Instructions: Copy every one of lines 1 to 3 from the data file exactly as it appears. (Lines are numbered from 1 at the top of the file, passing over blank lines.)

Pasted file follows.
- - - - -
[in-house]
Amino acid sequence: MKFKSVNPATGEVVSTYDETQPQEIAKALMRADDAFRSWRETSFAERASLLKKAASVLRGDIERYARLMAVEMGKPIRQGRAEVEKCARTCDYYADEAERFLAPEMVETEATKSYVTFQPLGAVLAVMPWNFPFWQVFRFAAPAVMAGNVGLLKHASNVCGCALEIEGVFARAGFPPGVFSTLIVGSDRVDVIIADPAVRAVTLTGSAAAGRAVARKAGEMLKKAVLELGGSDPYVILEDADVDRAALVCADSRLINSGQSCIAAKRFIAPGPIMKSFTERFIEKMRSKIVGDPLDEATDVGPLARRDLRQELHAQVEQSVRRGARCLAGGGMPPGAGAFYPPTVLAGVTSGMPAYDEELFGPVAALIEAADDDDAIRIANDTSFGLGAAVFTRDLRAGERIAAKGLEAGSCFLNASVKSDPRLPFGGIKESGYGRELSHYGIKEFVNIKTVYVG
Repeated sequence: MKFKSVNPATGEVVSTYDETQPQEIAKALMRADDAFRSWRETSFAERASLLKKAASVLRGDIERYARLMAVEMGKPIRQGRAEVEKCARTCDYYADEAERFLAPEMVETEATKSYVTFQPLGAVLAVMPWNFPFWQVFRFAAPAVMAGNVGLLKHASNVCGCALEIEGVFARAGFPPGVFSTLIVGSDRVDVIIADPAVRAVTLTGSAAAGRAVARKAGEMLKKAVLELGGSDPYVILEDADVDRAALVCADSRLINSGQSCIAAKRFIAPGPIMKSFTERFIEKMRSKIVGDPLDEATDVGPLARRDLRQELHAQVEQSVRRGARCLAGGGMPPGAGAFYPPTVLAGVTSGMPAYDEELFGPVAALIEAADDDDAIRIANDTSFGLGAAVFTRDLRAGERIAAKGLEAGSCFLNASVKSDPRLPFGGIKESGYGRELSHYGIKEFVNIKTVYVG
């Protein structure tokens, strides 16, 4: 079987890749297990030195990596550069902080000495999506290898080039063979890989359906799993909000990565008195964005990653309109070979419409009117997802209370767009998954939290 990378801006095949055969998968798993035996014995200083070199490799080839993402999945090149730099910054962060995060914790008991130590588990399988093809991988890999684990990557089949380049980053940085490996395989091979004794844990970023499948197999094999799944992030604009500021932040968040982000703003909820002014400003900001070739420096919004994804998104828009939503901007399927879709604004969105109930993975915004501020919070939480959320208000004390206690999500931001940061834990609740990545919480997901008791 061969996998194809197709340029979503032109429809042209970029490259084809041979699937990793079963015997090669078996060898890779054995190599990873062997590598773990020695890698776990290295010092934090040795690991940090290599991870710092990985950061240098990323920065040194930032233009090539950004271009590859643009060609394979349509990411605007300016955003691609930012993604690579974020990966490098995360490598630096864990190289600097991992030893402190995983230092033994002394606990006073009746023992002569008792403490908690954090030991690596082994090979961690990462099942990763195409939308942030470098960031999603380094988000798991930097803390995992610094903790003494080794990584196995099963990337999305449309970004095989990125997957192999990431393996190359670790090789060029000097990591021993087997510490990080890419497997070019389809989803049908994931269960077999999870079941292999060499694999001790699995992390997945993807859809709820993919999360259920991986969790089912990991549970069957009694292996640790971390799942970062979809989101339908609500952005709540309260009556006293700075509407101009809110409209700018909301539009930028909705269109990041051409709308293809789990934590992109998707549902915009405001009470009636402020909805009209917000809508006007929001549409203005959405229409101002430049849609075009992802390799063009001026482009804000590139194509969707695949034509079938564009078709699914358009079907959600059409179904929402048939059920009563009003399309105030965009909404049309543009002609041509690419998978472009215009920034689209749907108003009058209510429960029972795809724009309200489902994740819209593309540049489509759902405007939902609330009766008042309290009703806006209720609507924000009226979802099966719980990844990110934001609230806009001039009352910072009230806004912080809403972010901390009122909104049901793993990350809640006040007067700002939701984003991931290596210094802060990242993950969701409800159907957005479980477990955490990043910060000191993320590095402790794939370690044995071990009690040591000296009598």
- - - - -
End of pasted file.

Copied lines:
[in-house]
Amino acid sequence: MKFKSVNPATGEVVSTYDETQPQEIAKALMRADDAFRSWRETSFAERASLLKKAASVLRGDIERYARLMAVEMGKPIRQGRAEVEKCARTCDYYADEAERFLAPEMVETEATKSYVTFQPLGAVLAVMPWNFPFWQVFRFAAPAVMAGNVGLLKHASNVCGCALEIEGVFARAGFPPGVFSTLIVGSDRVDVIIADPAVRAVTLTGSAAAGRAVARKAGEMLKKAVLELGGSDPYVILEDADVDRAALVCADSRLINSGQSCIAAKRFIAPGPIMKSFTERFIEKMRSKIVGDPLDEATDVGPLARRDLRQELHAQVEQSVRRGARCLAGGGMPPGAGAFYPPTVLAGVTSGMPAYDEELFGPVAALIEAADDDDAIRIANDTSFGLGAAVFTRDLRAGERIAAKGLEAGSCFLNASVKSDPRLPFGGIKESGYGRELSHYGIKEFVNIKTVYVG
Repeated sequence: MKFKSVNPATGEVVSTYDETQPQEIAKALMRADDAFRSWRETSFAERASLLKKAASVLRGDIERYARLMAVEMGKPIRQGRAEVEKCARTCDYYADEAERFLAPEMVETEATKSYVTFQPLGAVLAVMPWNFPFWQVFRFAAPAVMAGNVGLLKHASNVCGCALEIEGVFARAGFPPGVFSTLIVGSDRVDVIIADPAVRAVTLTGSAAAGRAVARKAGEMLKKAVLELGGSDPYVILEDADVDRAALVCADSRLINSGQSCIAAKRFIAPGPIMKSFTERFIEKMRSKIVGDPLDEATDVGPLARRDLRQELHAQVEQSVRRGARCLAGGGMPPGAGAFYPPTVLAGVTSGMPAYDEELFGPVAALIEAADDDDAIRIANDTSFGLGAAVFTRDLRAGERIAAKGLEAGSCFLNASVKSDPRLPFGGIKESGYGRELSHYGIKEFVNIKTVYVG